This bird order houses many colorful birds, such as kingfishers, bee-eaters, rollers, motmots and todies. There is very little literature on hybridization in the Coraciiformes.
The Yellow-billed Kingfisher (S. torotoro) is a lowland forest species that occurs primarily below 700 m, whereas the slightly larger Mountain Kingfisher (S. megarhyncha) can be found above 1100–2200 m or higher in mid-montane forest. A genomic study found support for a speciation model of allopatric divergence followed by secondary contact (Linck et al. 2020).
Momotus and Baryphthengus
An intergeneric hybrid between Amazonian Motmot (Momotus momota) and Rufous-capped Motmot (Baryphthengus ruficapillus) in Brazil has been morphologically described (Marcondes et al., 2013). Another intergeneric hybrid between Amazonian Motmot and Rufous Motmot (Baryphthengus martii) was reported in the Amazonia National Park (Cerqueira et al., 2020).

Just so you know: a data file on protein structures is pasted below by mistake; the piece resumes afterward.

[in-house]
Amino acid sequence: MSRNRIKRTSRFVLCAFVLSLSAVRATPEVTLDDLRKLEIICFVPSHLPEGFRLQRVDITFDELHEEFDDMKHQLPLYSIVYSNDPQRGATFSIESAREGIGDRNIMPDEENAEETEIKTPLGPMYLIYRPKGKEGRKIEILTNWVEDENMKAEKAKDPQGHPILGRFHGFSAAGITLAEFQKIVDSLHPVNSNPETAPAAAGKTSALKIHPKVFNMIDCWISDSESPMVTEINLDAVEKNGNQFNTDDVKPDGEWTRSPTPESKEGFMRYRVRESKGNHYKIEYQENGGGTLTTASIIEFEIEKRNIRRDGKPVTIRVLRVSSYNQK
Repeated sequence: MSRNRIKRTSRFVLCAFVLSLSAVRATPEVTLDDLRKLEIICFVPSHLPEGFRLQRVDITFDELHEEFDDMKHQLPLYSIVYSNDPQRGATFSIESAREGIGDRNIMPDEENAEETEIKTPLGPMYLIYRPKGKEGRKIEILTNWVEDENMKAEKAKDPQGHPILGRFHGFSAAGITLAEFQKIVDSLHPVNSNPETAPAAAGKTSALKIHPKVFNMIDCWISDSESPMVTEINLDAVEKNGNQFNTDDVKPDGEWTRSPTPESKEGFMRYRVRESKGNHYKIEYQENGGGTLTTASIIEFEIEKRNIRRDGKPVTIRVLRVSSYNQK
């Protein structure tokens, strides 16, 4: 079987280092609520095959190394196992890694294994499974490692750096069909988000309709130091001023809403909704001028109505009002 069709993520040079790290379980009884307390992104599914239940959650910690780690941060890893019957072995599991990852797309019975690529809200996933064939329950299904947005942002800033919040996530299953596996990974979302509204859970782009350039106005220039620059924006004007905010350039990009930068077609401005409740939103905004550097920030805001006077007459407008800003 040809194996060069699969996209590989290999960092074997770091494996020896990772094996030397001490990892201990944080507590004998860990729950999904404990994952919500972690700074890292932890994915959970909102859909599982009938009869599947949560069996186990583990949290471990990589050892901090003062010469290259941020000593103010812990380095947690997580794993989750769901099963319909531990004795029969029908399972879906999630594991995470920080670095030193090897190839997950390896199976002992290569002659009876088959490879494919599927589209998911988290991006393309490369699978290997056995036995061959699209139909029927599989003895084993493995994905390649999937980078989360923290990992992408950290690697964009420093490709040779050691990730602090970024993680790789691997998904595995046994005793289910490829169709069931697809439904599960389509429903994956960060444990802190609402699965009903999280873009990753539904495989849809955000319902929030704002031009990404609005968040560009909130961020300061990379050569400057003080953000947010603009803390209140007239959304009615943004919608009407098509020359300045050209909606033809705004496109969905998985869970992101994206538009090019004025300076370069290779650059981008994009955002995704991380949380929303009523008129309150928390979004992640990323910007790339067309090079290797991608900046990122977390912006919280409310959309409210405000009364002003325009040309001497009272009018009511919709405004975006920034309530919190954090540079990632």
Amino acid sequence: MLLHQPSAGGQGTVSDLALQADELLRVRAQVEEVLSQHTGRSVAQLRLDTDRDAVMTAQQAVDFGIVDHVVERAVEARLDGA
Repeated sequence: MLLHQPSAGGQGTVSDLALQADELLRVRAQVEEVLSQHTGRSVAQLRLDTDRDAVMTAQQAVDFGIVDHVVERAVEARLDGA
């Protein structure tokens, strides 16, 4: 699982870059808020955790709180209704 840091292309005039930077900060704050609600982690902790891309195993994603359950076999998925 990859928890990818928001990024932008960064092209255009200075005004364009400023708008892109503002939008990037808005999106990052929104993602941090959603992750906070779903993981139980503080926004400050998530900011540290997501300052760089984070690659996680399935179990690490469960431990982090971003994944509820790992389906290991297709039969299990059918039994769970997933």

Cerqueira, P. V., Gonçalves, G. R., & Aleixo, A. (2020). Two intergeneric hybrids between motmots from the Amazon forest: Rufous Motmot (Baryphthengus martii)× Amazonian Motmot (Momotus momota). Ornithology Research, 28(1), 57-60.
Lim, H. C., Sheldon, F. H. & Moyle, R. G. (2010). Extensive color polymorphism in the southeast Asian oriental dwarf kingfisher Ceyx erithaca: a result of gene flow during population divergence? Journal of Avian Biology 41, 305-318.
Linck, E., Freeman, B. G., & Dumbacher, J. P. (2020). Speciation and gene flow across an elevational gradient in New Guinea kingfishers. Journal of Evolutionary Biology, 33(11), 1643-1652.
Marcondes, R. S., Silveira, L. F., de Oliveira, D. F. N. & Cardoso, G. (2013). Occurrence of hybrids between Momotus momota and Baryphthengus ruficapillus (Momotidae) in central Brazil. Wilson Journal of Ornithology 125, 674-679.
Sims, R. (1959). The Ceyx erithacus and rufidorsus species problem. Journal of the Linnean Society of London, Zoology 44, 212-221.